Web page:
Can You Get Workers’ Comp for the Coronavirus?

Yes, it is possible. Whether you qualify for workers’ compensation will depend upon whether you are an employee, whether you contracted the novel coronavirus (COVID-19) at work, and whether the nature of your work is more likely to expose you to the coronavirus.

What is Workers’ Comp?

Workers’ compensation, commonly called “workers’ comp,” is a no-fault, state-administered, statutory insurance system whereby employees injured at work receive monetary benefits and medical treatment.

What is the Purpose of Workers’ Comp?

The purpose of workers’ comp is to provide the injured employee with medical benefits so that they can heal and get back to work, and to compensate the employee for lost wages. The employee may also receive compensation for temporary or permanent disability, whether partial or total.

If there were no such thing as workers’ comp insurance, injured employees would have to file a lawsuit against their employers. Workers’ comp keeps disputes out of the regular court system, although there are administrative workers’ comp courts to handle disputes between injured employees and the insurance companies. This preserves the employer-employee relationship, which otherwise would turn adversarial.

Also, under workers’ comp injured employees receive benefits relatively quickly, whereas if they had to sue their employer, they would have to wait months or years or perhaps never receive compensation at all if they do not prevail.

What Kind of Workers’ Comp Benefits Can I Get If I Get the Coronavirus?

Chances are to prevent contagion you are staying home under quarantine, or if your case is serious, you may be in the hospital. You are missing work as a result so you can expect to receive lost wages. Your medical expenses will also be covered.

My Spouse Died from COVID-19 Caught at Work. What Should I Do?

Contact a workers’ comp attorney to help you file for survivor benefits. The amount payable to qualified dependents of an employee who dies from a workplace injury or illness is usually 500 weeks at the employee’s workers’ compensation rate. This amount can be significant and will help support your family.

Who Can File for Workers’ Comp if They Get COVID-19 at Work?

Doctors, Nurses, and Other Healthcare Workers

Clearly, those healthcare workers who must work very closely with sick people would be covered under workers’ comp if they contracted COVID-19 at work. Not only doctors, nurses, orderlies, attendants, and ambulance drivers, but home health aides, assisted living staff, rehabilitation facility workers and the like would probably be covered.

Because people who have COVID-19 may show no symptoms but still be contagious, likely anyone who must closely with people would be covered under workers’ comp. Medical specialists like dentists and dental assistants, ophthalmologists and optometrists, and physical therapists are probably covered.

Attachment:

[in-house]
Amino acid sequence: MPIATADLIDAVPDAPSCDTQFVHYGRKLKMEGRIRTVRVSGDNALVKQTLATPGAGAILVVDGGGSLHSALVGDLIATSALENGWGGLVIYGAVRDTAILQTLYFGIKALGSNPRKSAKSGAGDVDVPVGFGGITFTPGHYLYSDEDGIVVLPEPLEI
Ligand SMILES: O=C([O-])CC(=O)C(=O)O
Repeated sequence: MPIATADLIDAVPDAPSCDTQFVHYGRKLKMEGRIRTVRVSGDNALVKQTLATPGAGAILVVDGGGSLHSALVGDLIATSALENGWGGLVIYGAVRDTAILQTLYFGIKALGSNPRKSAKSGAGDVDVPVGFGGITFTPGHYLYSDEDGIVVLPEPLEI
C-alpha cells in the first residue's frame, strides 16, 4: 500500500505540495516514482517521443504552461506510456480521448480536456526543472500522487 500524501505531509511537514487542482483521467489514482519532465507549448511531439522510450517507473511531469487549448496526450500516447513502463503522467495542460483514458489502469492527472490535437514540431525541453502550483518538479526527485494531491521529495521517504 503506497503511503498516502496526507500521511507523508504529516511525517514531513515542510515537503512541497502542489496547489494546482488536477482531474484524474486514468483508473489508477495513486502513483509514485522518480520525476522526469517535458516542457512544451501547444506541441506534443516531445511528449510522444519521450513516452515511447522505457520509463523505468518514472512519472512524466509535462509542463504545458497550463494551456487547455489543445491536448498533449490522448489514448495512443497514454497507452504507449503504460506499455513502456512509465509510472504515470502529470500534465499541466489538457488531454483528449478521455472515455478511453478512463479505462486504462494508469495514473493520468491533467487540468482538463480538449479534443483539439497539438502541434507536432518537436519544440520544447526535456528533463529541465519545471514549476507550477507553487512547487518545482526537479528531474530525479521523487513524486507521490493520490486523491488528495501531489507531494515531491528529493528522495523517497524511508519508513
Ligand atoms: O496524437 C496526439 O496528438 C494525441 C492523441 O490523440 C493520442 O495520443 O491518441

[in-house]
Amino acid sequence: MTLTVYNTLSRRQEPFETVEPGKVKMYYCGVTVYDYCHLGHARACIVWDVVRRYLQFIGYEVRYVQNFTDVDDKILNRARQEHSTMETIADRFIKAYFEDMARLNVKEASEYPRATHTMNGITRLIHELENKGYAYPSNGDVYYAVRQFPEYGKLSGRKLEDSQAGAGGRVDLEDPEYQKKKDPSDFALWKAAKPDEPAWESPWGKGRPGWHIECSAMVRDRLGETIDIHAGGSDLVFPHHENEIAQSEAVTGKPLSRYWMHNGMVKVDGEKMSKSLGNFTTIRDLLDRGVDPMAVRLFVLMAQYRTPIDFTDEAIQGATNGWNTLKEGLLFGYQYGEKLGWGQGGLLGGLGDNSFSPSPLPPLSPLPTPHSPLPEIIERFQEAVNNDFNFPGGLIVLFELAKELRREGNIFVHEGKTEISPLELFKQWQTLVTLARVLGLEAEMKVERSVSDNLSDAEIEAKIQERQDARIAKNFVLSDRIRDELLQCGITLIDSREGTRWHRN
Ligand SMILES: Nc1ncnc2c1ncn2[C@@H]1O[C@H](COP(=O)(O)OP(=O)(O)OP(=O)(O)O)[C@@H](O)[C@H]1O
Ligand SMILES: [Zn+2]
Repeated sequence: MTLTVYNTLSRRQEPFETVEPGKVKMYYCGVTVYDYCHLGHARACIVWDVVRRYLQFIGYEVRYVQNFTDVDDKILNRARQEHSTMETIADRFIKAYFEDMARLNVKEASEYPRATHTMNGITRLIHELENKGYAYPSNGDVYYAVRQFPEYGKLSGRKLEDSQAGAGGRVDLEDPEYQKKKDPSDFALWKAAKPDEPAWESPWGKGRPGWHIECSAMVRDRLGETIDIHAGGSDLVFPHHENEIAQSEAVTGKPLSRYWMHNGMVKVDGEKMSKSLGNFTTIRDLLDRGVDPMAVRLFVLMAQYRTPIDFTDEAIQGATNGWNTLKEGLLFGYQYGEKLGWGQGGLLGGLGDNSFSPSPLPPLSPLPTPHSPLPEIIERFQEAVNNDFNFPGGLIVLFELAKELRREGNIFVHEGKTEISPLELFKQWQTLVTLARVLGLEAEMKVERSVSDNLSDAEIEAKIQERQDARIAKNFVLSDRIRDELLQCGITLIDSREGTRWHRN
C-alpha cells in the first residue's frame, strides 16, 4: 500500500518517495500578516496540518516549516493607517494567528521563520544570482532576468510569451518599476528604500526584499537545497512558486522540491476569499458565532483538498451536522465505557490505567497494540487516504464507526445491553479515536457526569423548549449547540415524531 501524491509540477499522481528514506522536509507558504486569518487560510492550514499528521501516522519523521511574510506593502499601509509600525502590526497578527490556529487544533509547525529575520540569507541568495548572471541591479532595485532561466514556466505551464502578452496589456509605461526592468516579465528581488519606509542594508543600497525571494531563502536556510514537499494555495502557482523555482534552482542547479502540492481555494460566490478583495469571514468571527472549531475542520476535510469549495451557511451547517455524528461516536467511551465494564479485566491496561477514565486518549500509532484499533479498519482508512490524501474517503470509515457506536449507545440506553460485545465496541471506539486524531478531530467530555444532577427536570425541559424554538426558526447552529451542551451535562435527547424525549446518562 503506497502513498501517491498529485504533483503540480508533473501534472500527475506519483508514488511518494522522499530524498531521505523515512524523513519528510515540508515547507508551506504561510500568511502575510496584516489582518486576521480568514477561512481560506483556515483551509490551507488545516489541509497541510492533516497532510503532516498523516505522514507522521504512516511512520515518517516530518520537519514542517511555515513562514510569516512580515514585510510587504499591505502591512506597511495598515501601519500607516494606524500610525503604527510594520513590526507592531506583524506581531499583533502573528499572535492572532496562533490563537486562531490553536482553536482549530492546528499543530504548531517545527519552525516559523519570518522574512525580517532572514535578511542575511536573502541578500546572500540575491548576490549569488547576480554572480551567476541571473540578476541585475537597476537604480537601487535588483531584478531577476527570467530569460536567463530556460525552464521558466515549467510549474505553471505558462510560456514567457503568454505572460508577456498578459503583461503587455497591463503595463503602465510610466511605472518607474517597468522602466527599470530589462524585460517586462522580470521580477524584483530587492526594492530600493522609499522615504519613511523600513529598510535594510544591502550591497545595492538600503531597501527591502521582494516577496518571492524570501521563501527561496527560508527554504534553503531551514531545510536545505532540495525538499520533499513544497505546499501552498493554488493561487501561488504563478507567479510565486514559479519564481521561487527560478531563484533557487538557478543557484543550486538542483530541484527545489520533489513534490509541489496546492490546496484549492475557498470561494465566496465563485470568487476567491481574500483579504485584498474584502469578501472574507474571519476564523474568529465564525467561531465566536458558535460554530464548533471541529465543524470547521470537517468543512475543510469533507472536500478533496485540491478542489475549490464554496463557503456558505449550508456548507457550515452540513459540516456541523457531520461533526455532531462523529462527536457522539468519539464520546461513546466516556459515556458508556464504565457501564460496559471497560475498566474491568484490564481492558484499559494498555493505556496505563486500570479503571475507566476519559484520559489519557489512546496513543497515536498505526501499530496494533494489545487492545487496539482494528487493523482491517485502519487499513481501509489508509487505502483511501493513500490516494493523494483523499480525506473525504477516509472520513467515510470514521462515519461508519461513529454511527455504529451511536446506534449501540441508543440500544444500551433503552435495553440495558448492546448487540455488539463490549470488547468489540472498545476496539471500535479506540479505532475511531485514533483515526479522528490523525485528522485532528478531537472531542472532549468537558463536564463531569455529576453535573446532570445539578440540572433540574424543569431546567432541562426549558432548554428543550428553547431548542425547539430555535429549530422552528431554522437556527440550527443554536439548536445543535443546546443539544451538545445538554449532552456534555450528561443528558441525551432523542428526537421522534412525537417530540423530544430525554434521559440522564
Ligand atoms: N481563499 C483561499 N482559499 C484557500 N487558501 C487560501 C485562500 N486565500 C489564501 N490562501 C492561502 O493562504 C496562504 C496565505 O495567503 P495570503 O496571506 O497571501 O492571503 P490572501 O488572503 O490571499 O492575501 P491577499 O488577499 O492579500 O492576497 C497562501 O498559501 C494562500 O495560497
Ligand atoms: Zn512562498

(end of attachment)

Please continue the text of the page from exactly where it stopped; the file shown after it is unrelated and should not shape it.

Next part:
What about massage therapists? Acupuncturists? Chiropractors? Likely anyone who must be in close contact with their asymptomatic but contagious clients or patients would be covered if they contracted the coronavirus at work.

First Responders

EMTs, police, and firemen who must administer first aid or otherwise handle people in the course of their duties would likely be covered if they caught COVID-19 at work because their duties make it more likely than not that they would contract the illness from someone who is contagious but showing no symptoms.

Workers Whose Job Description Prevents Them From Maintaining Social Distancing

Many employees must work in situations where it is impossible to maintain a six-foot distance from others because it is a crowded environment. Think about schools, daycare centers, social activities like Boy Scouts, and athletic activities. Teachers, leaders, and coaches are all susceptible to catching the coronavirus from asymptomatic but contagious pupils or participants.

What about a cashier at a retail store, or a waiter at a restaurant, or a clerk at the post office? These employees have no control over who walks in and how close that person gets to them, and risks being exposed to any asymptomatic but contagious member of the public just by coming in to work.

Perhaps Other Workers

While it is a simpler matter to argue that healthcare workers are more likely to contract the coronavirus at work than other workers, there are many other jobs that entail handling people or being unable to avoid being close to people.

Call a Workers’ Comp Lawyer if You Think You Caught the Coronavirus at Work

Whether workers’ comp is available to you is a fact-specific inquiry and many other employees besides healthcare workers may be eligible for workers’ comp benefits. If you’ve contracted COVID-19 at work, consult with a workers’ comp attorney and find out if you have a case.

About the Author

Veronica Baxter is a blogger and legal assistant living and working in the great city of Philadelphia. She frequently works with Larry Pitt, Esq., a workers’ compensation lawyer in Philadelphia.